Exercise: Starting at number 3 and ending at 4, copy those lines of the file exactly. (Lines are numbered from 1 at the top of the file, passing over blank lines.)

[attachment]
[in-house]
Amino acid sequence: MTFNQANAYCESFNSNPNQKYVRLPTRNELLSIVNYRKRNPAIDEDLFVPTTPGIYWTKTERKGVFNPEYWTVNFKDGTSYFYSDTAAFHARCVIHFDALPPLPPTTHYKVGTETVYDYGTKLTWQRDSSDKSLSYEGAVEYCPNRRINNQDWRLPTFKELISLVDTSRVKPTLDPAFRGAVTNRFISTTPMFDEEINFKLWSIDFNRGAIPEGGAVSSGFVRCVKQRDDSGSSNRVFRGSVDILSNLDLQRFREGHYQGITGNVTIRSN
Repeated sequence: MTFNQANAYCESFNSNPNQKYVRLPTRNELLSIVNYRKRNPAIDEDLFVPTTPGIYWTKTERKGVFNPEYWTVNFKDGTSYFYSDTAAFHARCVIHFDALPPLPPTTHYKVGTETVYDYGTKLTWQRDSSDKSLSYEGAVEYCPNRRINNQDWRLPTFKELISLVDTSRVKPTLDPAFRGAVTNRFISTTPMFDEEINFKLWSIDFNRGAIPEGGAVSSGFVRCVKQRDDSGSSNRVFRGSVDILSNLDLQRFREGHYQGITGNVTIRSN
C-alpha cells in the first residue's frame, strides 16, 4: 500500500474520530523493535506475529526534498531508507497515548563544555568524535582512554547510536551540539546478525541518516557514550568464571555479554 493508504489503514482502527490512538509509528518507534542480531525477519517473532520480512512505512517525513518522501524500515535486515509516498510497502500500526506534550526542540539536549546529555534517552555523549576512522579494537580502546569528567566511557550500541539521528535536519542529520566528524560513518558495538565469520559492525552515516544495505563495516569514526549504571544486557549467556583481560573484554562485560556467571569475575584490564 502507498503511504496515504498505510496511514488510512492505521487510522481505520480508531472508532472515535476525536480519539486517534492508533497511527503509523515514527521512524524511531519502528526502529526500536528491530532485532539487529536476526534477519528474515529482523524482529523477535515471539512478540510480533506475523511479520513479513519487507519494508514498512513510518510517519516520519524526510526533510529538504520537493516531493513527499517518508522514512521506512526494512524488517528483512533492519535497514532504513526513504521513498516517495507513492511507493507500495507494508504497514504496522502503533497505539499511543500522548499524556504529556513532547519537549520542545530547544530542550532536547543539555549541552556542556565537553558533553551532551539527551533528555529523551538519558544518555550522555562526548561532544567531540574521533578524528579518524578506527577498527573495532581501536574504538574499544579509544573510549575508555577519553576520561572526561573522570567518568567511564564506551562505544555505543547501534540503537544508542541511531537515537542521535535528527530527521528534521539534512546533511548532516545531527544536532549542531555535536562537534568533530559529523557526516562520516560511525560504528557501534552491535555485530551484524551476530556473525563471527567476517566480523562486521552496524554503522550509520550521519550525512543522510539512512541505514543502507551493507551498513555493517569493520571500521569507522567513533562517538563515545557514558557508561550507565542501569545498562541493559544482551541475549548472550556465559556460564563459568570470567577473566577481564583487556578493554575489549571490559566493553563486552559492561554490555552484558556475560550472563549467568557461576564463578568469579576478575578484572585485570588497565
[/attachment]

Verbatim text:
Repeated sequence: MTFNQANAYCESFNSNPNQKYVRLPTRNELLSIVNYRKRNPAIDEDLFVPTTPGIYWTKTERKGVFNPEYWTVNFKDGTSYFYSDTAAFHARCVIHFDALPPLPPTTHYKVGTETVYDYGTKLTWQRDSSDKSLSYEGAVEYCPNRRINNQDWRLPTFKELISLVDTSRVKPTLDPAFRGAVTNRFISTTPMFDEEINFKLWSIDFNRGAIPEGGAVSSGFVRCVKQRDDSGSSNRVFRGSVDILSNLDLQRFREGHYQGITGNVTIRSN
C-alpha cells in the first residue's frame, strides 16, 4: 500500500474520530523493535506475529526534498531508507497515548563544555568524535582512554547510536551540539546478525541518516557514550568464571555479554 493508504489503514482502527490512538509509528518507534542480531525477519517473532520480512512505512517525513518522501524500515535486515509516498510497502500500526506534550526542540539536549546529555534517552555523549576512522579494537580502546569528567566511557550500541539521528535536519542529520566528524560513518558495538565469520559492525552515516544495505563495516569514526549504571544486557549467556583481560573484554562485560556467571569475575584490564 502507498503511504496515504498505510496511514488510512492505521487510522481505520480508531472508532472515535476525536480519539486517534492508533497511527503509523515514527521512524524511531519502528526502529526500536528491530532485532539487529536476526534477519528474515529482523524482529523477535515471539512478540510480533506475523511479520513479513519487507519494508514498512513510518510517519516520519524526510526533510529538504520537493516531493513527499517518508522514512521506512526494512524488517528483512533492519535497514532504513526513504521513498516517495507513492511507493507500495507494508504497514504496522502503533497505539499511543500522548499524556504529556513532547519537549520542545530547544530542550532536547543539555549541552556542556565537553558533553551532551539527551533528555529523551538519558544518555550522555562526548561532544567531540574521533578524528579518524578506527577498527573495532581501536574504538574499544579509544573510549575508555577519553576520561572526561573522570567518568567511564564506551562505544555505543547501534540503537544508542541511531537515537542521535535528527530527521528534521539534512546533511548532516545531527544536532549542531555535536562537534568533530559529523557526516562520516560511525560504528557501534552491535555485530551484524551476530556473525563471527567476517566480523562486521552496524554503522550509520550521519550525512543522510539512512541505514543502507551493507551498513555493517569493520571500521569507522567513533562517538563515545557514558557508561550507565542501569545498562541493559544482551541475549548472550556465559556460564563459568570470567577473566577481564583487556578493554575489549571490559566493553563486552559492561554490555552484558556475560550472563549467568557461576564463578568469579576478575578484572585485570588497565